[Nitro] Nitro Development

Jonathan Buch john at oxyliquit.de
Sun Oct 22 10:16:18 EDT 2006


Nitro Development
==================

As the meeting on IRC didn't work out (like I expected..) I agreed with  
George
to discuss this on the ML.

So, here it goes.  (Document best viewed in a Markdown aware environment.)


First, problems:
----------------


### Broken Darcs repositories

We had this quite a few times now.  Symptoms:

* Merging problems on untouched files
* When trying to revert, reverts to inconsistent state

Possible reasons this happens:

* Moving files without tellings darcs (`mv`).
* Touching too many lines in a file (indending many lines) plus moving  
chunks
   lines to other places in the same file.
* Munching too many unrelated chunks into a single patch.
* Too long sideways development, merges take different paths.
* Patches, only marginally reworked getting `record`'ed anew.
* Patches which get revoked on a central repository, but still on dev  
repos.

In effect, Darcs fails to produce a valid repository state when too many  
and
too complex changes are made.


### Only one central authority

George can only do so much, he's only a single guy after all.
The problem here is, that George is the main developer as well as the  
project
maintainer.  I guess noone in the Nitro community can fill either position
atm.


### Detached community development

Many people (Alex, manv, Fabian, me, nusgnaf and others I don't remember)
worked on manverus repo.  We often tried to collect patches from George  
into
this repo, but we often faced the problem that either changes were already
done or something else was done at the same places => merge problems.
To resolve those, it's needed to make patches for patches, merge patches,  
which will never find their way back to George.  Bad, inconsistent state.

When trying to let the patches flow back to the head repo (George) we face  
the
exact same problem.  We need to ensure that we don't push crap to George.
This is either work intensive (make new patches, based on a pure George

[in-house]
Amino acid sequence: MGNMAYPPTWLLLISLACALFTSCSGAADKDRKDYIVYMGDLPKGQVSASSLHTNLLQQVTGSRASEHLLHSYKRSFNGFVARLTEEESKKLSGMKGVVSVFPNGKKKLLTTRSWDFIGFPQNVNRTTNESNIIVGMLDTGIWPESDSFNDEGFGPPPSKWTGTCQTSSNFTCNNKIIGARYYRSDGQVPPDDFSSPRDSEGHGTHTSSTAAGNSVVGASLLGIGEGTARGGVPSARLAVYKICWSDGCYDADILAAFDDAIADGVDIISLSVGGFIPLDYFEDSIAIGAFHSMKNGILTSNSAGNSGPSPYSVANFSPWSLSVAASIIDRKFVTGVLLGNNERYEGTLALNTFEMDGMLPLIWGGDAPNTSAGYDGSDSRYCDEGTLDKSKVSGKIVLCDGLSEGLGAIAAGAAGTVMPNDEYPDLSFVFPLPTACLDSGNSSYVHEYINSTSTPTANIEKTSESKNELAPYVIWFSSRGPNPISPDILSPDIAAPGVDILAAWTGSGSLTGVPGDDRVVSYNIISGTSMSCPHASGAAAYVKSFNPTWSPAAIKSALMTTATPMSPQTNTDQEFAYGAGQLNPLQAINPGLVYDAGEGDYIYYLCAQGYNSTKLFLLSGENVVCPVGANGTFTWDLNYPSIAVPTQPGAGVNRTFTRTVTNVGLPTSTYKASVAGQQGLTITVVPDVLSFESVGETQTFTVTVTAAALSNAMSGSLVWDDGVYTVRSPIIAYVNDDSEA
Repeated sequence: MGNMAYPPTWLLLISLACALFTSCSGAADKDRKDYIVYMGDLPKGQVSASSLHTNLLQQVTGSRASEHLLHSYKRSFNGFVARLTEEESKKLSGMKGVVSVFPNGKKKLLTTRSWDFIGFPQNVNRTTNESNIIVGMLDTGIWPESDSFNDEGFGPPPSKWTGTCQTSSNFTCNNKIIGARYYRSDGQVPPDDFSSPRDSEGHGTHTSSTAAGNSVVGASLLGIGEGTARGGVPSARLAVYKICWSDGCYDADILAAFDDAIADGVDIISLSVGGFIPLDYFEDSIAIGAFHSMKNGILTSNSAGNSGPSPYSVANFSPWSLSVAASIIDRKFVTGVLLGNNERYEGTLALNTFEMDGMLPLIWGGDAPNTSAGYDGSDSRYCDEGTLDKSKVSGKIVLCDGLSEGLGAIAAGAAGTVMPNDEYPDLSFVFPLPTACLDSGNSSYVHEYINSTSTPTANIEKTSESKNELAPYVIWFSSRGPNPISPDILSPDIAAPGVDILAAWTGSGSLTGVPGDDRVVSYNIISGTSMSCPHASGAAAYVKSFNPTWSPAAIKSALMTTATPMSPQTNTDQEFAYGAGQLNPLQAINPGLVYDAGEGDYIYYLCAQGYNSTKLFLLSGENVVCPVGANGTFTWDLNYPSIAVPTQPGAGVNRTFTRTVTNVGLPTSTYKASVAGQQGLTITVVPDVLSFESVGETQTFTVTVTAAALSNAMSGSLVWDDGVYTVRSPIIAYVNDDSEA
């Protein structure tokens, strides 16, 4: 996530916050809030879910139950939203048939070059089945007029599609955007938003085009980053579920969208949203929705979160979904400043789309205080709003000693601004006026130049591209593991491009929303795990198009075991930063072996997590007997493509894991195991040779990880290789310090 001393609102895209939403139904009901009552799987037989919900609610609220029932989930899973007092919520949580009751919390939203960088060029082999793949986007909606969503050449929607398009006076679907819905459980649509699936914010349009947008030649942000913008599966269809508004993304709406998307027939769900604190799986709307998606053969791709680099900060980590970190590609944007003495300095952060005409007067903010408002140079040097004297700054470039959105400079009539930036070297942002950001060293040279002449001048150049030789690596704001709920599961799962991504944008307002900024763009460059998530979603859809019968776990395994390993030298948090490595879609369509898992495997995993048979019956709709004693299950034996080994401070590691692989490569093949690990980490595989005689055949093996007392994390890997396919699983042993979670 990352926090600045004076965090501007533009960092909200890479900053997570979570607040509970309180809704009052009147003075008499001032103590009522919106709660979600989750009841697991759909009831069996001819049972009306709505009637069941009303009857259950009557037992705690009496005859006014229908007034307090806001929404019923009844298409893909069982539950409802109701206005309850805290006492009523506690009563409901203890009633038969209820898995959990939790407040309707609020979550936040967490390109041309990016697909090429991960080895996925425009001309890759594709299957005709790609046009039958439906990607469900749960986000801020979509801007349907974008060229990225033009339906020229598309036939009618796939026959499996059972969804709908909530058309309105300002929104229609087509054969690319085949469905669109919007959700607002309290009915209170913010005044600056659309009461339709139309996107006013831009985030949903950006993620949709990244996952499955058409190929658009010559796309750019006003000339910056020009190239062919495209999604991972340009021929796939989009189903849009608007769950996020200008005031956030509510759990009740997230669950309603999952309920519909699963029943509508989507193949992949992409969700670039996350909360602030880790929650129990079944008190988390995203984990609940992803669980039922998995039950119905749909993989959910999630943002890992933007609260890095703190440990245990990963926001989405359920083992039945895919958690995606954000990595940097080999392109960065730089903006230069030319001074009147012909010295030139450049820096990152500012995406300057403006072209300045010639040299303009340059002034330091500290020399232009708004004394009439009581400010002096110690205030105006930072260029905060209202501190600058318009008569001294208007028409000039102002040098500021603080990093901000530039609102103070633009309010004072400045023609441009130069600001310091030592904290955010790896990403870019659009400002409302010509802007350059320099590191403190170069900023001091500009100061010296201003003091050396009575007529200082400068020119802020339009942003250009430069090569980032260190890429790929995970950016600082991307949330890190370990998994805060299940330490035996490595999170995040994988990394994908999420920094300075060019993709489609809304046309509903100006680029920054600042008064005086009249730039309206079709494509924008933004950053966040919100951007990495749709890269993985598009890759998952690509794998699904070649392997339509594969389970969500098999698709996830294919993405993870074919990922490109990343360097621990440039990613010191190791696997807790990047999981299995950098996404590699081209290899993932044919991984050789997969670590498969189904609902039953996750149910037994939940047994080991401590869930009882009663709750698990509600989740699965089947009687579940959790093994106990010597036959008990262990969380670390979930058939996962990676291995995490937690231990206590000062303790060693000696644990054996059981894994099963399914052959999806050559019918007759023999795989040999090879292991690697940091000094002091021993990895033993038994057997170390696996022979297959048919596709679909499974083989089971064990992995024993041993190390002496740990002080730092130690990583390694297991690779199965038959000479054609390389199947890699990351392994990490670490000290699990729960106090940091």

repo)
or messy (push also merge patches).

Despite Darcs being a very sophisticated tool, it is not perfect, as shown
above.


The current development style is two-fold:

The first side is George:  Work on new features, push them to own repo,
integrate occassional patch from outside (if it doesn't produce merge  
errors),
check with own applications.

Second is the community:  Work on whatever fails,  make it possible to run  
own
applications without errors, push to manv repo.  Many work goes into fixing
Unit Tests.  Finally try to push patches to George.


### Almost no communication between George and Community

George loves working on new features ("I got something great worked out!
You'll see it monday!").  The flow of information from George to the  
community
isn't quite as strong as it perhaps should be.
The other way round:  In #nitro on irc the 'core' community developers
coordinate their actions, nothing ever gets done twice, the feedback cycle  
is
much faster.  But this information doesn't flow back to George, as long as  
he
isn't online (which he rarely is for longer than 10 minutes and once or  
twice in the week, due to having no internet connection at home).  So  
information
(some of which perhaps should be posted to ML or to George) stays only in  
the
IRC community.


How to make it better?
----------------------

### Broken Darcs repositories

Two options:

1. Stay on Darcs, but create fresh repo
2. Use other revision control system

Problems with the first approach:  It could happen again, if it does, we  
have
to go for another rcs.

In case 1 we will lose all history, in the second case one can think of
transferring the history manually by "`record`'ing" the changes in the  
other
rcs.

When using another another rcs we have to consider a few things.

* Popularity of the rcs
   When popular enough (speak: Subversion) it can be used to get additional
   developers.
* Type of the rcs
   Distributed or central.  When central, George (or whoever the maintainer  
is)
   has to set up a central repository where everybody works on (possibly in
   branches).  Patches from outsiders (non core developers) have to be  
accepted
   by core-developers in normal diff/patch form.
   When using a distributed rcs, this is not needed and it is easier for
   non-core developers to create a branch, work on it and contribute to  
Nitro.
* Platform the rcs runs on
   Not everyone is on Linux or other posix-aware systems.  I think we have  
to
   support Windows users here as well.